Highlights from our conversation are below and you can listen to the whole thing right now by subscribing to The Last Laugh on Apple Podcasts or wherever you listen to podcasts.
Why she started performing stand-up comedy just after 9/11
“September 11th happened and we were working like the longest shifts [as a news video editor for NBC News], you know 14, 16-hour shifts. I would edit the video, which was horrible really. I mean, not as horrible as losing a loved one, but to watch it over and over... It's just like, this is fucking gross. I had a lot of nightmares for at least two years. My news director was like, we’re going to offer therapy for everybody if y'all want some. And I was like, you know what? I don’t need your therapy, I’m good. I’m going to try stand-up. Why not? And it was so great. I hate to be like, it saved me, but it kind of did. To have an outlet that wasn’t TV, that wasn’t drinking. Even though you start out doing three to five-minute sets, the work you do before the set and then the anxiety before you get on stage and then like the rush of someone actually laughing and then going home and listening to your set and reworking a joke. I was like, oh, this is fucking dope. Everything was so solemn that you needed to go somewhere where you could get away from it all. And so there were some comedians who definitely had jokes about 9/11. A lot of them were met with groans. A lot of them were really funny. Everybody was just trying to process.”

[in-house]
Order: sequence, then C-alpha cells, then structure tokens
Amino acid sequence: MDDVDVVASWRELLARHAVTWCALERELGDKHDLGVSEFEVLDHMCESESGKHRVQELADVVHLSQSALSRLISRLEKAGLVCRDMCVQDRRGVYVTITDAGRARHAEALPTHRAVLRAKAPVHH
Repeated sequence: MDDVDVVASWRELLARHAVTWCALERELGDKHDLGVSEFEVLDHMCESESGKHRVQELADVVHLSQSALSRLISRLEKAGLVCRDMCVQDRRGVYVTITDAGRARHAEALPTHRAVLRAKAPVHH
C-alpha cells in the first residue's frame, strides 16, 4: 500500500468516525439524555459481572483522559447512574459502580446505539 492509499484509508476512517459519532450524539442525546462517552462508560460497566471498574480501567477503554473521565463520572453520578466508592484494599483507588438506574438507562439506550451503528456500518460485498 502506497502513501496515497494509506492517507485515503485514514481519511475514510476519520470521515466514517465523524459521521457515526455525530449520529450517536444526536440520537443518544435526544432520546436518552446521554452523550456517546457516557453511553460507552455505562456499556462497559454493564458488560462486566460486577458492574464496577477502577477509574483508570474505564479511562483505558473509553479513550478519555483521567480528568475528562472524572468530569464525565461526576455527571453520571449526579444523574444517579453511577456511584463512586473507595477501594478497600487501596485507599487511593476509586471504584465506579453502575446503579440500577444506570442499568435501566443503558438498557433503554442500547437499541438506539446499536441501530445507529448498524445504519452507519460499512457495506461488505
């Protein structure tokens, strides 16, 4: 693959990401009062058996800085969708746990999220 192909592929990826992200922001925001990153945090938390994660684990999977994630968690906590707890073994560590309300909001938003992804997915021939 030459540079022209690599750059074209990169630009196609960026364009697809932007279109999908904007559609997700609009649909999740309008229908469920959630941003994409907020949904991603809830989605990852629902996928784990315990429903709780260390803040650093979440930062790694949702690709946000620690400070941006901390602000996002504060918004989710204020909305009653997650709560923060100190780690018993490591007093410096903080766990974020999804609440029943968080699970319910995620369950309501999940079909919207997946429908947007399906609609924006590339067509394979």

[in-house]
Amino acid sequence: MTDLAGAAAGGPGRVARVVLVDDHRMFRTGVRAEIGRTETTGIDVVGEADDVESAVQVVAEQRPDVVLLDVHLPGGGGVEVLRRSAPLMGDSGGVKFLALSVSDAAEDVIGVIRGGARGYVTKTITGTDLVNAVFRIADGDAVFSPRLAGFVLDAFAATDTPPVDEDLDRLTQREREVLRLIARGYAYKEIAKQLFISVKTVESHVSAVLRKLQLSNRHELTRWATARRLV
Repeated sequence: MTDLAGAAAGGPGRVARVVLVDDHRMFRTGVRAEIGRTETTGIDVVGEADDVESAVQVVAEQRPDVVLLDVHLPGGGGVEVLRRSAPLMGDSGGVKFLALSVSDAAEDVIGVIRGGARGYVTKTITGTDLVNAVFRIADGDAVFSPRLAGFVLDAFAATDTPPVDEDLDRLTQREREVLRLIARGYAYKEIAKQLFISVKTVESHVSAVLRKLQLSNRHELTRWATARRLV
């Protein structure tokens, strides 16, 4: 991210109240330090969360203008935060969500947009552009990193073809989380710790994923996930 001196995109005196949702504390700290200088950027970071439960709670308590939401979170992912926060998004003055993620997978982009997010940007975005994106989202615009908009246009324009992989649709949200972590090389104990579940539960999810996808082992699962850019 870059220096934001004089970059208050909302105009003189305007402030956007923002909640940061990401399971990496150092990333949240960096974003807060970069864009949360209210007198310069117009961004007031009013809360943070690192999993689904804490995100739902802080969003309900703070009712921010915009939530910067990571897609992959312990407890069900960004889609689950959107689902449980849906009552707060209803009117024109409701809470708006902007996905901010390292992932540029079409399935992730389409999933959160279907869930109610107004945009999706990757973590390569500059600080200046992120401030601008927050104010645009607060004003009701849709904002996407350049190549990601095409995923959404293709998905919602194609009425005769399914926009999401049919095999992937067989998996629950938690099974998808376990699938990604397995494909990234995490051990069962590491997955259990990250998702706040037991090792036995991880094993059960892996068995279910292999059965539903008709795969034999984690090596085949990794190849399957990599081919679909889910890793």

On comedy club bookers telling her not to get political
“I like to say that Trump is the straw that broke the camel toe. A lot of comedians were trying to figure out their voice on stage because the world was so fucked up with toxic energy from the government. And also you have to be respectful of your audience members. But some comedy club bookers were like, can you not do political stuff? And that's fucking wild, because this is the time for it and that is the place for it. Stand-up is like a speakeasy for fucking emotions. So it just felt like a really wild time. And I was like, you know what? I’m going to do these shows that are produced by comics. I don't need to go to the clubs to not only have them make more money off of my back, but then also censor what I can say.”